By Joanne Cleaver
RISMEDIA, August 4, 2008-(MCT)-You don’t have to show up at Chuck and Pat Yahnke’s Brookfield, Wis., townhouse for a house tour. All you have to do is click on the virtual tour that’s part of their online listing with Coldwell Banker’s Kay Ripp. You can see each room from points of view marked on a whole-house floor plan.
“It’s like you’re walking through,” says Chuck Yahnke.
Virtual tour technology has evolved from the dizzying 360-degree twirl. That technology, which uses a tripod-mounted camera panning around the room, has been eclipsed by two others: slide shows and floor plans with room views.
Both rely on still photos, which are faster and easier for buyers to click through than the cumbersome 360-degree views, says Joe Horning, president of Shorewest Realtors, based in Brookfield. The fisheye views can distort the scale of rooms, making it hard to reconcile the images with room dimensions.
Still photos are easily downloaded to cell phones, enabling roving buyers to call up interior shots of houses they’re viewing from the street.
Slide shows rely on as many still photos as the seller wants-increasingly, two dozen or more. The photos are then arranged by brokers or slide show production services into a sequence. The sequence can be either a literal walk-through of the house-here’s the foyer, here’s the living room, and so on-or by the appeal of the rooms or images, the better to capture the attention of fast-clicking buyers.
By matching still photos with the point of view from which they’re taken, “You can get an idea of how a house is laid out,” he says.
That’s exactly what appealed to the Yahnkes, who encountered several kinds of virtual tours in their search for a Florida retirement home.
“I felt having the measurements with the rooms, it’s honest. It’s not misleading,” says Pat Yahnke. “I like my house, and I thought it would show really well with it.”
Vis-Home Inc., the Chicago company that produces the floor plan software Ripp prefers, charges about $200 for the professionally photographed and laid-out tour, Ripp says.
“With this technology you get about 50 percent more for the money,” she adds. It takes about three days for Vis-Home to take the photos and create the floor plan tour.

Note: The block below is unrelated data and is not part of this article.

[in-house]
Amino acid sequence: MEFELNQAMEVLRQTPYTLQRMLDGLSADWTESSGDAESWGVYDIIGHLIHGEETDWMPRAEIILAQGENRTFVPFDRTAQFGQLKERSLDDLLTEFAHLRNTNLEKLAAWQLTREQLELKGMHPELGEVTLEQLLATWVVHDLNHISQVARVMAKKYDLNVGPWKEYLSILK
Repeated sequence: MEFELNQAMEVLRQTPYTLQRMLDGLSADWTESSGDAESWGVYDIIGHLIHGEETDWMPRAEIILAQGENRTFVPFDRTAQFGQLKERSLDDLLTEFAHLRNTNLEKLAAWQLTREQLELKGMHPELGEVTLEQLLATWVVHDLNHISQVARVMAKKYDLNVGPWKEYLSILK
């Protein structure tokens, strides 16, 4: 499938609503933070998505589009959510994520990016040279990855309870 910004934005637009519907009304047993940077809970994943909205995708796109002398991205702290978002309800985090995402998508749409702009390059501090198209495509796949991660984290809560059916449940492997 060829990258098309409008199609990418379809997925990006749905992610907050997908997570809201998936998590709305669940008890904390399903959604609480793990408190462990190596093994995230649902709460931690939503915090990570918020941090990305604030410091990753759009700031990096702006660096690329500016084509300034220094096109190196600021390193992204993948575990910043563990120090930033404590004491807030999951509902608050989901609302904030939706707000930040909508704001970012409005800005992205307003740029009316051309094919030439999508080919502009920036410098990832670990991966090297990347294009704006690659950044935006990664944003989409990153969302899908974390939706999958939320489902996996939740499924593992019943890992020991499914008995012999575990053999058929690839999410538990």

Some other virtual tour providers are also adding floor plan views. Some are even experimenting with a function that lets viewers drag and drop furniture into the floor plan, so they can see how their furniture fits into the rooms.
Virtual tours, even the floor plan type, may not be best for small houses with small rooms, says Ripp: “They feel crowded.”
But serious buyers can’t get enough of the tours, and smart sellers are catering to that through the providers’ offers of unlimited photos.
One of Ripp’s sellers included views of a finished, empty basement.
“It showed the space,” she says, “but it wasn’t very interesting.”
Here are some tips to ensure that your house welcomes virtual visitors:
– Look through a camera viewfinder to assess how your house will look in an online slide show or virtual tour.
– A few accessories can add scale, but if in doubt, put it away.
– Many visitors will only look at the first few photos, so make sure they’re the best ones.
– Put on as many photos and angles as you can-serious house hunters can’t get enough.
– Leaving a room out makes buyers wonder what’s wrong with it. Better to have a single shot of, say, a dated bathroom than to skip it.
– Look at the photos your realty agent has taken for prior clients. If they’re unimpressive-too dark or reflect awkward angles-insist on hiring a professional photographer.
© 2008, Milwaukee Journal Sentinel.
Distributed by McClatchy-Tribune Information Services.